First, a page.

Loyalty is among the key components of a successful business. Not only does it secure the stability of the company, but it also contributes considerably to the bottom-line profits. ISR Global Research Director Patrick Kulesa points at the direct relationship between employee engagement, commitment, motivation, recognition of company values, and the business results while pointing out the crucial role of loyalty in all of the mentioned factors (Finney 193).
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Besides, some researchers point to the fact that it can benefit the employee in many ways (Linz, Good, and Busch 37). At the same time, there is a strong tendency of declining loyalty as more employees effortlessly change workplaces either in search of better conditions or because of dissatisfaction with the current situation. In fact, as much as 69 percent of employees are not only in active search of a job but deem it their “daily routine” (Ladimeji par. 1).
The generation of millennials shows even more alarming results, with 91 percent of the respondents saying they are anticipating to stay at their jobs for no more than three years while the actual average duration of employment is 4.4 years (Meister par. 1). Besides the logical assumption that such tendencies compromise stability, major financial drawbacks also factor in. While the exact numbers vary, the estimates show that replacing a lost employee costs as high as 150 of the annual employee salary (Lucas par. 4).
With such evident adverse effects, it can be assumed that companies should have strategies for increasing employee loyalty, which, unfortunately, is not always the case. The usual assumption by the management is that if the company is successful enough, the employees are happy to be a part of it. Meanwhile, studies show that brand recognition, despite being among the chief factors, is not sufficient to guarantee the loyal worker (Leekha and Sharma 58). Other factors, like organizational culture, are frequently neglected by the employers despite being cited both by respondents and studies as leading causes of job dissatisfaction. Therefore, it is absolutely crucial to develop new ways of increasing loyalty in the workplace.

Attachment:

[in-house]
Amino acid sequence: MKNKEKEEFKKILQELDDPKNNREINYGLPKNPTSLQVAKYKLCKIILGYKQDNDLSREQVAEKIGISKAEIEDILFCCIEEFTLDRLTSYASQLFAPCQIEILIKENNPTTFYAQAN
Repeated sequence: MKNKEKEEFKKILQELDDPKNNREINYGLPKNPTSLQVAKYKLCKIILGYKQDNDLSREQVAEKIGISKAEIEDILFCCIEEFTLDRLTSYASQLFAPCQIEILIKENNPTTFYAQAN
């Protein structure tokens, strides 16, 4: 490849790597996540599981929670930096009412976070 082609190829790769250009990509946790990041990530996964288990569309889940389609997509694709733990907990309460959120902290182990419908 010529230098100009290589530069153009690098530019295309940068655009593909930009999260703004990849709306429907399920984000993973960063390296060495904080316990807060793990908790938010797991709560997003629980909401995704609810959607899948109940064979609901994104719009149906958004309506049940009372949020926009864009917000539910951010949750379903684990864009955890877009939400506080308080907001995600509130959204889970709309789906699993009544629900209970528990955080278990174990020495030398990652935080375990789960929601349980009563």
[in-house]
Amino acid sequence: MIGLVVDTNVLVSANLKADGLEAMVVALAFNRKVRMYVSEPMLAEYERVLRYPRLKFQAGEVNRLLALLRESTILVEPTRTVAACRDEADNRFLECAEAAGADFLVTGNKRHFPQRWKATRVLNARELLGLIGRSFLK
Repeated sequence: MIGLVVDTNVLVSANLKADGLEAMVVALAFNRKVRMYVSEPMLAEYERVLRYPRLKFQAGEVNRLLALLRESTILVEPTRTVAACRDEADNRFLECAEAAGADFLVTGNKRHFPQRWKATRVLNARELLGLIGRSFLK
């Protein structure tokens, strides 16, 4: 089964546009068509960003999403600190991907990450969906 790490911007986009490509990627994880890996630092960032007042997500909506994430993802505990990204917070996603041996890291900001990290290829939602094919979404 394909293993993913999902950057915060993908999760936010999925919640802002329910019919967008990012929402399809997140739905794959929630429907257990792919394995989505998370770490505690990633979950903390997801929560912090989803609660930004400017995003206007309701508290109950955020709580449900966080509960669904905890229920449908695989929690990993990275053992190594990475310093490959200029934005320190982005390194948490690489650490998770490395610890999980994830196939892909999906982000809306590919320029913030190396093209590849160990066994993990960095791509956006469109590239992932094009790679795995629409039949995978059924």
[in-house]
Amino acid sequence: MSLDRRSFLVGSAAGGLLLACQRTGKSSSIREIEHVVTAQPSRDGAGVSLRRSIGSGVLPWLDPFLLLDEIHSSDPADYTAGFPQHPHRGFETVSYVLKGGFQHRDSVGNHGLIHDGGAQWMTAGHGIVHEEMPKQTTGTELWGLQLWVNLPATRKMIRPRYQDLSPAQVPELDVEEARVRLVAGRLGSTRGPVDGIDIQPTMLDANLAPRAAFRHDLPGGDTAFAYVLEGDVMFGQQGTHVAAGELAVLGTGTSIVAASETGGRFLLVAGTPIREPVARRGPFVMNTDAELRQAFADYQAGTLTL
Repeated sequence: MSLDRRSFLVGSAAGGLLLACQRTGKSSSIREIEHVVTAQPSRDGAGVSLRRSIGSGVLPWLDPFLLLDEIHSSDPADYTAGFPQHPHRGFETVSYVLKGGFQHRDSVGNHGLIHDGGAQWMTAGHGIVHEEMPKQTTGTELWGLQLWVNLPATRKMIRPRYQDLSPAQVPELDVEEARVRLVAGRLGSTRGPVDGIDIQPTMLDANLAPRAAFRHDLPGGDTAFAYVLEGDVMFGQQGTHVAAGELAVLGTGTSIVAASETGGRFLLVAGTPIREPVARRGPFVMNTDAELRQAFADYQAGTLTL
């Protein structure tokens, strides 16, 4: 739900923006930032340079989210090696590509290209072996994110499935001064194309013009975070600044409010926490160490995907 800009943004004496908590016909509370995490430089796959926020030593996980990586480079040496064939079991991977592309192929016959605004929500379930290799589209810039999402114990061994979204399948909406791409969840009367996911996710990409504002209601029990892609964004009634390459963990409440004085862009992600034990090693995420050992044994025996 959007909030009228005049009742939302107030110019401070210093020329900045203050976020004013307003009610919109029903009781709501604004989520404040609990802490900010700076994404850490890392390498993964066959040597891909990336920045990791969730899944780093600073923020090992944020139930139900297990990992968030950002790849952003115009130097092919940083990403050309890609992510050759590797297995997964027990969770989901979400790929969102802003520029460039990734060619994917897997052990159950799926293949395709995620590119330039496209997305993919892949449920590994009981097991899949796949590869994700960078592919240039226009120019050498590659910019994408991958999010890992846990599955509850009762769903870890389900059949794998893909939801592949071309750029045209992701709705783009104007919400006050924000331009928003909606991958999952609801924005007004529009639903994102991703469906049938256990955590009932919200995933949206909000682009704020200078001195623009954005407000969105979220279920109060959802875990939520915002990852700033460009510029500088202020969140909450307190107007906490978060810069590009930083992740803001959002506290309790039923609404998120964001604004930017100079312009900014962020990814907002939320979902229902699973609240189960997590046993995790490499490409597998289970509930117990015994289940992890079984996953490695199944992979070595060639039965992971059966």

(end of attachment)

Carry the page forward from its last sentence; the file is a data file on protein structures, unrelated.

My hypothesis is that the programs aimed at increasing the loyalty are generally more cost-effective than the reliance on company attractiveness and that among these programs, certain ones are dramatically more affordable than the others, making them the evident choice for the employers to implement. To test my hypothesis, I will conduct a self-administered survey in six local companies. I will focus my research on the correlation between the employee turnover rate and the availability and level of development of programs aimed at loyalty improvement.
Using the Lickert scale of agreement, I will conduct a survey in each company among the group of randomly selected employees determined to measure their satisfaction with the benefits and compensations, their level of commitment, productivity, and the likelihood of changing jobs or recommending this job to others. Additionally, I will interview the employers to outline the factors not accounted for by the survey, to rule out the subjective or unsubstantial factors, and to better understand the results.
I will then analyze the policies of each company to determine the presence of programs that benefit the loyalty of the working environment, evaluate their frequency and quality level, and their estimated cost for the company. Using the obtained numerical data and relying on an interpretive perspective, I will outline the programs with the highest cost-efficiency rate.
Conducting this research will prove useful for employers who seek the ways of increasing the stability in the workplace without engaging in costly and unproven practices. The interviews conducted during the research may also give additional insight into the reasons and motivations of employees who are unsatisfied with their jobs.
Finney, Martha. Building High-Performance People and Organizations, Westport, Connecticut: Praeger, 2008. Print.
Ladimeji, Kazim. Job Loyalty is Dead—5 Ways to Engage with a Transient Workforce. 2013. Web.
Leekha Chhabra, and Sanjeev Sharma. “Employer Branding: Strategy for Improving Employer Attractiveness.” International Journal of Organizational Analysis 22.1 (2014): 48-60. Print.
Linz, Susan, Linda Good, and Michael Busch. “Does Worker Loyalty Pay? Evidence from Transition Economies.” Evidence-based HRM 1.1 (2013): 16-40. Print.
Lucas, Suzanne. How Much Employee Turnover Really Costs You. 2013. Web.
Meister, Jeanne. Job Hopping is the ‘New Normal’ for Millennials: Three Ways to Prevent a Human Resource Nightmare. 2012. Web.